A healthcare worker tests a man for Covid-19 in Ahmedabad | Photo: Praveen Jain | ThePrint
A healthcare worker collects a man's swab samples for Covid-19 test (representational image) | Photo: Praveen Jain | ThePrint
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New Delhi: India’s effective reproduction number ‘R’ for Covid-19 — a key parameter to measure the rate of an infection — has reduced significantly from 1.16 last week to 1.05 this week, with Tamil Nadu’s R value dipping slightly below one.

The country’s R value had gone up to 1.19 on 7 July, from 1.11 on 26 June, a week after ‘Unlock 2’ kicked in. Around 13 July, the R value decreased to 1.11 and then on 20 July it had increased again to 1.17.

However, this week — with many worst-affected states showing a downward trend — India’s overall R value has reduced.

All the calculations have been made by Sitabhra Sinha, a researcher at the Institute of Mathematical Sciences in Chennai.

An epidemic is considered to be under control when the R value remains below 1 consistently. As of Wednesday, India recorded 6,43,948 active Covid-19 cases and over 46,091 deaths.

Also read: Why stopping ‘super-spreading’ events may be key to arresting the Covid pandemic

Most worst-affected states showing downward trend

Both R and R0 (basic reproduction number) are an estimate of the number of people a patient can infect.

While R0 is calculated at the beginning of an epidemic when the entire population is assumed to be susceptible to a disease, R changes with time and takes into account the fact that some individuals are protected from the illness — either because they have developed immunity or due to social distancing measures.

For India, the R0 was calculated to be about 1.83 in April.

The R0 of a disease depends on three factors — the probability of infection when a susceptible person comes in contact with an infected individual, the average rate of contact between susceptible and infected individuals, and the duration during which an individual spreads an infection.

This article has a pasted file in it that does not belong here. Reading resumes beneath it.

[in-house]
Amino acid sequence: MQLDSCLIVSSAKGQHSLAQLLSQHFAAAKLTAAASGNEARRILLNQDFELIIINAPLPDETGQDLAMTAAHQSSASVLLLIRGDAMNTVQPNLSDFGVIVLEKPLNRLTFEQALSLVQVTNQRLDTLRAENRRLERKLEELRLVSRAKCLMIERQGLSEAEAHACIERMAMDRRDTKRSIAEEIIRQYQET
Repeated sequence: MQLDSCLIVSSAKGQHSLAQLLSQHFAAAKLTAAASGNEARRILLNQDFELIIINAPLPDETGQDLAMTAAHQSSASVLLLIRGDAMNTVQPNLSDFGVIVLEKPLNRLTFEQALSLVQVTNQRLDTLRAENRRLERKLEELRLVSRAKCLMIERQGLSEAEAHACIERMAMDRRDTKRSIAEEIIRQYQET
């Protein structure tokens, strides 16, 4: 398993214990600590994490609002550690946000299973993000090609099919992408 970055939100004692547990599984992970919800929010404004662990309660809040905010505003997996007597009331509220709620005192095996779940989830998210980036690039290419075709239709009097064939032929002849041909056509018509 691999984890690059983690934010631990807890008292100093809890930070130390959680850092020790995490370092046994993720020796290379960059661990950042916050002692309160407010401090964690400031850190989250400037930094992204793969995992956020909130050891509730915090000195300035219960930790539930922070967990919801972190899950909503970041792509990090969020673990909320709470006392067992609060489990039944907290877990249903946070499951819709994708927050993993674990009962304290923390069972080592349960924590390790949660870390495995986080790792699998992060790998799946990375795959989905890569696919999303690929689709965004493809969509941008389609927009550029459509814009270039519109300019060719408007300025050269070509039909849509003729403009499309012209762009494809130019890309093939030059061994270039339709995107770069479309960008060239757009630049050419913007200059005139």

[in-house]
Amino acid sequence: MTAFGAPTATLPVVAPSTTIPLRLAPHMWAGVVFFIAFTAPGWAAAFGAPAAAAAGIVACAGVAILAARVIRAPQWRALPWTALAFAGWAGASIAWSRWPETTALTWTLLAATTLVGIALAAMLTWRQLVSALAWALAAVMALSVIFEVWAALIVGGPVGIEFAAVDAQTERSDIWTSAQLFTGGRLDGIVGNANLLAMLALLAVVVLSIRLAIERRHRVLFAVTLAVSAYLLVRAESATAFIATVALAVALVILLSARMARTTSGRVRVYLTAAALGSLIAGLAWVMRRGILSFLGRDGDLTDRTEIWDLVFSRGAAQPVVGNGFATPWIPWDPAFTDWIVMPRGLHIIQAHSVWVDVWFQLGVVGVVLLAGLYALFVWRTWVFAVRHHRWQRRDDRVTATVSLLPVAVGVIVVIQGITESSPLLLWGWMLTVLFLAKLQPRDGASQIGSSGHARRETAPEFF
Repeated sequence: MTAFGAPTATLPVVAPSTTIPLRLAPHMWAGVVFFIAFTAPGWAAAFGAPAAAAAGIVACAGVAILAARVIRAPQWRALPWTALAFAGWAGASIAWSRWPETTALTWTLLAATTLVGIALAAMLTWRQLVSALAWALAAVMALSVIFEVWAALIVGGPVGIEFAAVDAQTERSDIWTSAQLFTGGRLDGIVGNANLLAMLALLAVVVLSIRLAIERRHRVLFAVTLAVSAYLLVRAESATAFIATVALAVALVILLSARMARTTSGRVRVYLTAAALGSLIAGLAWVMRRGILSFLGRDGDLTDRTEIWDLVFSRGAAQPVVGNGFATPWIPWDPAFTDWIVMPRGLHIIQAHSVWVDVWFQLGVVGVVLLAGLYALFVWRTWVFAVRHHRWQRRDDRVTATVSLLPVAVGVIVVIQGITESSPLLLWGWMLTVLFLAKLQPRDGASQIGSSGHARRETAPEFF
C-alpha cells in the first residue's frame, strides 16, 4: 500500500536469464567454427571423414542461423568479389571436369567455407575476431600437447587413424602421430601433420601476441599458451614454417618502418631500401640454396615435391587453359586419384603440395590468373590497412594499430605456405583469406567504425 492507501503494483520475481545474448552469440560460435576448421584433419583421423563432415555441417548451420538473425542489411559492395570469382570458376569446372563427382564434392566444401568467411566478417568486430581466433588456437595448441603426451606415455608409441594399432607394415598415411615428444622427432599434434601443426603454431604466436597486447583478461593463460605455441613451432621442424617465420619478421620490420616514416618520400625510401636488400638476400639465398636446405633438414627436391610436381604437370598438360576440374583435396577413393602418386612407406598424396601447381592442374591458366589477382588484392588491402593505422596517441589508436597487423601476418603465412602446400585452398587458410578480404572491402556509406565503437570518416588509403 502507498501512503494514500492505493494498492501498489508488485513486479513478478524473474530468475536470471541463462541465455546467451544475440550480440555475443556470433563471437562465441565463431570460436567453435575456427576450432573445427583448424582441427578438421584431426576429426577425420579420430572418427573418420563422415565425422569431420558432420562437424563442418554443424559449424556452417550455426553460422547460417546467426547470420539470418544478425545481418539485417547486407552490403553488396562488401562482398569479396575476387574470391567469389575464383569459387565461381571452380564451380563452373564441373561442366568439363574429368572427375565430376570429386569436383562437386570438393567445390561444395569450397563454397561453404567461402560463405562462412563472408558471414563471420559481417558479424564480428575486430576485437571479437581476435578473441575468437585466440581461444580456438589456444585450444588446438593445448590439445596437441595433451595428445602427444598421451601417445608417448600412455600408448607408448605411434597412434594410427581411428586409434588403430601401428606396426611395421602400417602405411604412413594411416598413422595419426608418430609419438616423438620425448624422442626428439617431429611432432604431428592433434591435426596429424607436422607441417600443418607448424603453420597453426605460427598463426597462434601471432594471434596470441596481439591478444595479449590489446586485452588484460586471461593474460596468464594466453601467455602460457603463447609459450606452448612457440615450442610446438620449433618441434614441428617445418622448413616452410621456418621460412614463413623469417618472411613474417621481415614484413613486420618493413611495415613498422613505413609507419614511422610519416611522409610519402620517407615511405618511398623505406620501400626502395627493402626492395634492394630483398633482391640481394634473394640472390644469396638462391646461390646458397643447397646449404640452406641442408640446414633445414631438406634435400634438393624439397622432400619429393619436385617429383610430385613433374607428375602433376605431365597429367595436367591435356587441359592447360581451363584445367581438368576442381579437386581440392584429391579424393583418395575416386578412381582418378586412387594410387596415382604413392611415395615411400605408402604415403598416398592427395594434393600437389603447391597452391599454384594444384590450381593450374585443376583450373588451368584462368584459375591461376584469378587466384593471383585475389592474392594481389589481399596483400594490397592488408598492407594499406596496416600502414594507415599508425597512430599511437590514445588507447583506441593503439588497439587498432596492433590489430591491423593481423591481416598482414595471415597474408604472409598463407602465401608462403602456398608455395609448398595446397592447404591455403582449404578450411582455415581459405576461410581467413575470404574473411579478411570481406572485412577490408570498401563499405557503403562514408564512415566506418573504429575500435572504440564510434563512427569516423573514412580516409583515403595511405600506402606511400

Sinha had also calculated the R value for states with the highest number of active Covid-19 cases. Most of these states have shown a downward trend.

For Tamil Nadu, the R value has gone down to 0.92 this week from 1.06 last week.

Andhra Pradesh’s R value was at 1.14, a reduction from 1.48 around 4 August, when it had the highest R among 12 worst-affected states.

Bihar’s R value was close to 1.62 around 22 July, the highest at the time among the worst-affected states. This had declined to 1.32 last week, and has further reduced to 1.22 this week.

For Rajasthan, R value has fallen from 1.19 last week to 1.18 this week. Around 4 August, the value was reported to be about 1.21.

Both Uttar Pradesh and Telangana have witnessed a decrease in R values, after an increase in the week before.

While UP’s R value was at 1.28 around 22 July, it had increased to 1.33 last week. This week, the value decreased to 1.27.

Telangana’s R value was estimated to be around 0.9 around 22 July, although Sinha told ThePrint that this estimate was not robust due to fluctuations in data. Last week, Telangana’s R had increased to 1.18, but this week it has reduced to 1.13.

West Bengal’s R value, which had remained steady at 1.34 since 22 July, has now reduced to 1.14.

Gujarat and Maharashtra have shown small decreases in R values since last week. While Gujarat’s R value declined from 1.09 to 1.08, Maharashtra’s R value reduced to 1.12 this week from last week’s 1.14.

Also read: Exposure to common cold viruses could train body to identify and fight Covid, study says


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